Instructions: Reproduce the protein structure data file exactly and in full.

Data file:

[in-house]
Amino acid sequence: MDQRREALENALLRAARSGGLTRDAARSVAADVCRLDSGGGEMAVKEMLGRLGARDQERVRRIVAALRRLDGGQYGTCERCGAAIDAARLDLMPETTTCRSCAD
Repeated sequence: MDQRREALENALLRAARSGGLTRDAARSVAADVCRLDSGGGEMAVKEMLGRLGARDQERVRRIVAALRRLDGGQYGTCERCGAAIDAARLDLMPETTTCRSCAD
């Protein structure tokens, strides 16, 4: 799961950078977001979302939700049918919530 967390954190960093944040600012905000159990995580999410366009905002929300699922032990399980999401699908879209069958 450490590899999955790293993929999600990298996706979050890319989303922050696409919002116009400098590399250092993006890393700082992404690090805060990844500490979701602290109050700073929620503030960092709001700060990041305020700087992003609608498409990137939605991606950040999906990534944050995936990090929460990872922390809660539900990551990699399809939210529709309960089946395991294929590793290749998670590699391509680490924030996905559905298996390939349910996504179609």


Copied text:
[in-house]
Amino acid sequence: MDQRREALENALLRAARSGGLTRDAARSVAADVCRLDSGGGEMAVKEMLGRLGARDQERVRRIVAALRRLDGGQYGTCERCGAAIDAARLDLMPETTTCRSCAD
Repeated sequence: MDQRREALENALLRAARSGGLTRDAARSVAADVCRLDSGGGEMAVKEMLGRLGARDQERVRRIVAALRRLDGGQYGTCERCGAAIDAARLDLMPETTTCRSCAD
């Protein structure tokens, strides 16, 4: 799961950078977001979302939700049918919530 967390954190960093944040600012905000159990995580999410366009905002929300699922032990399980999401699908879209069958 450490590899999955790293993929999600990298996706979050890319989303922050696409919002116009400098590399250092993006890393700082992404690090805060990844500490979701602290109050700073929620503030960092709001700060990041305020700087992003609608498409990137939605991606950040999906990534944050995936990090929460990872922390809660539900990551990699399809939210529709309960089946395991294929590793290749998670590699391509680490924030996905559905298996390939349910996504179609």